What would you do if you were 100% sure you would succeed? What would you attempt if there was no chance of failure?
My leadership journey as come along way. I have so many memorable moments of my leadership journey. Some are very nasty and painful while others are the building blocks of who I am today.
Running Away From Failure
I had been a monitor (Assistant prefect) in class five. This was the biggest responsibility of the time. It was not too difficult for me because it was never about me being the final decision maker. That only lasted a year. A reshuffle necessitated by the increasing population put me at the helm of class Six South. Being a very small boy then, I tried my best to exercise authority, and an ‘everything-is-okay’ demeanor. I was one of the toughest moments of my teenage years. Leading people trying all their best to be truant was not a joke. While another lot tried to bully me based on my size.
I felt I was not achieving the best in the capacity of being a prefect. There was so much I was not doing just to keep the class in order. At the time I saw that as a hindrance to achieving my academic success. At the end of that year I handed a resignation letter to our class teacher. My main reason was that I needed to be more focused in my education. A decision that would haunt me for the next two years. My performance that year would become the best I ever did. Until KCPE came and turned things around. I would be castigated for failing to stand strong in the midst of the storm. My teachers would make me feel sorry for letting go. Today I look at the situation differently. They saw the potential in me and never wanted it to waste away.
I would later join high school, though I was from a bush school; a forest school to be precise, I had my head held high.
My naivety, size and the unbroken voice would make me a centre of attraction. I was always the small boy who talks like a girl. I was tasked to usher the dormitory into dreamland through prayers almost every evening. All this was so that they could hear my voice.
This gave me some level of confidence in dealing with other students. At the end of the year during the dormitory elections, the form fours pushed me to vie for the deputy dorm captain. Although this post was reserved for the form two students, one Mwangi Muriithi had defied the odds and won the seat the previous year. I boldly accepted to be in the ballot. I believed in challenging the norms. I tried my luck but failed in my first elective post attempt.
I would try out the following year and lose again. This time to a friend, one we shared a cubicle. Jephthah was his name. A name I had never encountered before high school. Only to realize it was Biblical. He lived to the expectation of his name. He lived sacrificially.
The following year, the quest to lead the dormitory had not dwindled yet. This time it was the Dorm Captain’s position. Jephthah had agreed to seek a higher position to allow me to take up the dormitory leadership. All was well until a visitor came and camped in our dormitory for a campaign. You know those lawyer who play around with interpretation of law for their advantage. Nate was one. While I was comfortable, he played his cards very well especially with the form ones. I lost. I was sincerely devastated.
The following year during the elections, Mr. Njoroge the dorm master, cracked a joke that sunk me too deep.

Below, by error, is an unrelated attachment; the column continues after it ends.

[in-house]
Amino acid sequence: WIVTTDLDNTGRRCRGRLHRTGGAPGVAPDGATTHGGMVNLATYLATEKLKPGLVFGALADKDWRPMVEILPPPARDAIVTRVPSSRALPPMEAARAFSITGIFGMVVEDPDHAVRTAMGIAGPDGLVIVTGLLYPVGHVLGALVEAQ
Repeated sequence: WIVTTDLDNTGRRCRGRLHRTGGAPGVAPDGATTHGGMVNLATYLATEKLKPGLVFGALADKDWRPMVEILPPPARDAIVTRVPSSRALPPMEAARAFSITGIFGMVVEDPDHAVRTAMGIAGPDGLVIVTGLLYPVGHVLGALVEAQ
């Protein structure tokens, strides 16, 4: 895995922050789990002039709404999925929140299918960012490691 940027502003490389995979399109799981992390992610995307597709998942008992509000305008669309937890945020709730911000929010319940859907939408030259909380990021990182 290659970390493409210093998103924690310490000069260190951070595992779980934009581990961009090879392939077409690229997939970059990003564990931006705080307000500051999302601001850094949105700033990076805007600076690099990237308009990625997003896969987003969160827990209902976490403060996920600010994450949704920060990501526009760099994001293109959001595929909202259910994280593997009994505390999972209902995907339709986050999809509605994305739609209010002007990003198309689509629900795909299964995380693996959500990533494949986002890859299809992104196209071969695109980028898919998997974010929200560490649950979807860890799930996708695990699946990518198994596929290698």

“If there was a position in this dorm for those who are leaving, Wahome would still vie. I am not sure he would win, but his name would not miss.”
For a long time I considered these words as the definition of my leadership journey. Always trying but nothing fruitful would ever come out of it.
I would later shy away from putting myself up for leadership.
In my last year of campus, in the heat of the campaign period I watched the boldness exuded by contestants and I was really amazed. One day to the close of the nomination papers submission something changed. It was around 10AM in the morning. We had just come from our first lecture and were basking in the sun waiting for the next lecture. I reflected back on Mr. Njoroge’s word. I realized he was speaking on my ability to face the ballot even when history and odds are against me.
In that moment I declared my intentions to vie to my friends we were with. One of the best things about these gentlemen is that they promised and gave me their support there and then. They never doubted.
These men; Annaclete Kimtai, Amb Jack Abisae, Ian Odhiambo and George Kinyanjui Smallz walked through with foolscap to get me 500 signatures as per the nomination requirements
The journey was not easy. Unlike any other candidate, I had to walk into the vice-chancellor’s office to get an approval to vie. I intuitively intruded him as he was on lunch break. In less than 5 minutes my letter was being drafted by his personal assistant. The confidence to approach him eased my application process.
The next one and a half weeks would be tough tight and hostile. By putting yourself out there, you must develop a thick skin to shield your heart and mind from blowing up. Having not done any groundwork before unlike my competitors, the task ahead was huge. My campaign team made the load lighter.
Learning From Failure
On a Thursday evening at around 7:10 PM, I was declared the winner. I barely slept that night, like all the nights before. This time because of the joy of overcoming my failures.
I would become an Academic Secretary School of Business for a year. A position that exposed me to the world of leadership.
I am who I am today because of those failures, and choosing to stand again. Today, through failure I have learnt to try out the opportunities that come my way. Even without the assurance of success, the lessons are all worth the try.